A broken C-hook supporting insulators and other components ensure the power grid's stability
A broken C-hook supporting insulators and other components ensure the power grid's stability

A broken C-hook that supports the insulators and other electrical components

Of course, age is not the only factor driving component failure. Component location also plays a large role. For example, areas where salt is used on the roads to reduce road freezing in snowy winter conditions has been associated with higher component corrosion. Similarly, locations with high winds and heats in blistering summers have also seen higher rates of asset failure. Areas identified as high-risk locations are known as “hot spots”. Utilities have come under heavy scrutiny in recent years for massive outages as a result of forced shutdowns, massive wildfires, and storm-related outages. with weather-related causes, many of which occur in these hot spot regions. These areas require particularly special attention.

This map shows where grid vulnerabilities are throughout California.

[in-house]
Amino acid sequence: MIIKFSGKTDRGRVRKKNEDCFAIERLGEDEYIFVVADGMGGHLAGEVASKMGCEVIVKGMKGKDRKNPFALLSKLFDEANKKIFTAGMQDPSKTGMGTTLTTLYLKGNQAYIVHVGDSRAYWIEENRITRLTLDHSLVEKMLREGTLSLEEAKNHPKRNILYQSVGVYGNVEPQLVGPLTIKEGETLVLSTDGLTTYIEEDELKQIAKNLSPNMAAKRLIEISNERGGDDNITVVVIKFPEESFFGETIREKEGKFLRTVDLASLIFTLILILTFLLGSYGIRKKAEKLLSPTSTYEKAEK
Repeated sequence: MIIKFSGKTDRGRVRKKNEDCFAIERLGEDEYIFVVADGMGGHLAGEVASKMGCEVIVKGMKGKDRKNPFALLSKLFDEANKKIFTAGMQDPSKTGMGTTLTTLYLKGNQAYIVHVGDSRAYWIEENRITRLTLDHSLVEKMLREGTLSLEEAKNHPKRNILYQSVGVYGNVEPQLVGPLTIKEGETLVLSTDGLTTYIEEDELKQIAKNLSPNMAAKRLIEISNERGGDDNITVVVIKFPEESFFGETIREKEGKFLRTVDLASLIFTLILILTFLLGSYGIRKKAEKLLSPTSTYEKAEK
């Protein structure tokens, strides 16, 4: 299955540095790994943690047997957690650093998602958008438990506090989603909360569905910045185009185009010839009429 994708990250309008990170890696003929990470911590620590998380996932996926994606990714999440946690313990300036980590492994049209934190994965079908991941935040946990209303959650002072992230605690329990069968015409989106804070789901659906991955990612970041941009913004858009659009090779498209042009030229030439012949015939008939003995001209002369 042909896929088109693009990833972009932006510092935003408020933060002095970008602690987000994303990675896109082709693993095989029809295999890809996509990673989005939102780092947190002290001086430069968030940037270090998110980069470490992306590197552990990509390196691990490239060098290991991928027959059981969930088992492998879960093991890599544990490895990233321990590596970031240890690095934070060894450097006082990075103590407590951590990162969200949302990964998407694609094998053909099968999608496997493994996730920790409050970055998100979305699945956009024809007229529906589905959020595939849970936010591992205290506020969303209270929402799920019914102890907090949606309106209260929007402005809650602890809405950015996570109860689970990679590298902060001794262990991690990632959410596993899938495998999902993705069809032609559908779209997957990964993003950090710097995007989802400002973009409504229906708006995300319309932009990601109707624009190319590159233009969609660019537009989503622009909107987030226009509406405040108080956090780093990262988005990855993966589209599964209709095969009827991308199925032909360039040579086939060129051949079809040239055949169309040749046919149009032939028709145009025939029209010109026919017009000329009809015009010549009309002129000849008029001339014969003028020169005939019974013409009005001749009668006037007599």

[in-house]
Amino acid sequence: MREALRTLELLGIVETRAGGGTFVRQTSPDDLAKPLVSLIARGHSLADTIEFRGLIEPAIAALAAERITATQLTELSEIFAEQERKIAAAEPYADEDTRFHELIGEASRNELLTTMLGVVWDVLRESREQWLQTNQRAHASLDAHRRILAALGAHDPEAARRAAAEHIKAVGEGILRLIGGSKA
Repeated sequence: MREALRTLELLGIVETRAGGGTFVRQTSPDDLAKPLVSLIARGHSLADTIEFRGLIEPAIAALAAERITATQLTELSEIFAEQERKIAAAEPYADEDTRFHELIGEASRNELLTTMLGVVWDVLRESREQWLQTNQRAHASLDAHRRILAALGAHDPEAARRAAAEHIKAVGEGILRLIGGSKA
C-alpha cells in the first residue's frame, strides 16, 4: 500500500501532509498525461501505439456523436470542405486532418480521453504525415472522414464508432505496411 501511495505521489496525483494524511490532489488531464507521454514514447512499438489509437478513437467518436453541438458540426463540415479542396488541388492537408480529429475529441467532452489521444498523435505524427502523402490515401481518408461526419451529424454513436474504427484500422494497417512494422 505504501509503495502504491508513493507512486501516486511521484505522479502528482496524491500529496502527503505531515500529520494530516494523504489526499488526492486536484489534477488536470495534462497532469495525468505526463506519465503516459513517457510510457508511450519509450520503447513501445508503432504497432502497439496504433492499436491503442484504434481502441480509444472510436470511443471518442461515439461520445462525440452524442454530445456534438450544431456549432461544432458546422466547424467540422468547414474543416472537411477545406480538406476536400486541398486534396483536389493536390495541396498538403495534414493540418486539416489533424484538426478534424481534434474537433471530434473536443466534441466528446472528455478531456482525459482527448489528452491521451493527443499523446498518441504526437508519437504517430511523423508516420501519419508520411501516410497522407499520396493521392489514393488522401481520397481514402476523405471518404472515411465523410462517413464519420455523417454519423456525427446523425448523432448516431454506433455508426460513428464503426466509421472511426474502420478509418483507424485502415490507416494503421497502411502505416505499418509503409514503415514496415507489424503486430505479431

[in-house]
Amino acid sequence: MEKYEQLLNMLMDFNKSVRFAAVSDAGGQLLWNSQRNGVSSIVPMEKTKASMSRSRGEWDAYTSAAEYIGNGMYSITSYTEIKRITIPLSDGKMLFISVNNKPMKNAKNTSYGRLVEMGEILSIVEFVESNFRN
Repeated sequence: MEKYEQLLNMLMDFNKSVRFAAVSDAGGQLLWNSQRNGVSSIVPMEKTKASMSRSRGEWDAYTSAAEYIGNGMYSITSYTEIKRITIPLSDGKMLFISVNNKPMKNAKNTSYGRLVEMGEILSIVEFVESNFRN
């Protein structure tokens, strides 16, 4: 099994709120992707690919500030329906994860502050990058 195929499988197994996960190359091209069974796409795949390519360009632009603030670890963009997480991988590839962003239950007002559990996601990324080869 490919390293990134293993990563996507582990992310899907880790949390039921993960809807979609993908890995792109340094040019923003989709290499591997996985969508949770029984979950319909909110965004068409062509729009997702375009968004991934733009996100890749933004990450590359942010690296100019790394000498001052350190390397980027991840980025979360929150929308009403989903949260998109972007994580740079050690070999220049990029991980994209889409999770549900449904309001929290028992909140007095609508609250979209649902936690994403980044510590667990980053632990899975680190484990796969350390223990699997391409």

This map shows where grid vulnerabilities are throughout California.

Natural disasters have contributed to nearly 50% of the power outage occurrences between 2000 and 2016, with even more weather-related power outages happening in recent years. The past few years have brought utilities into the spotlight for their involvement in the California wildfires, with the major utilities admitting fault for their failed grid infrastructure. Increasingly high heat and winds, encroaching dry vegetation on power lines, and faulting components on the line have all contributed to the catastrophic wildfires which are destroying homes and lives the western US. This is another reason why it is critical to maintain the health of our grid as it continues to experience higher rates of failure, particularly in these hot spot areas.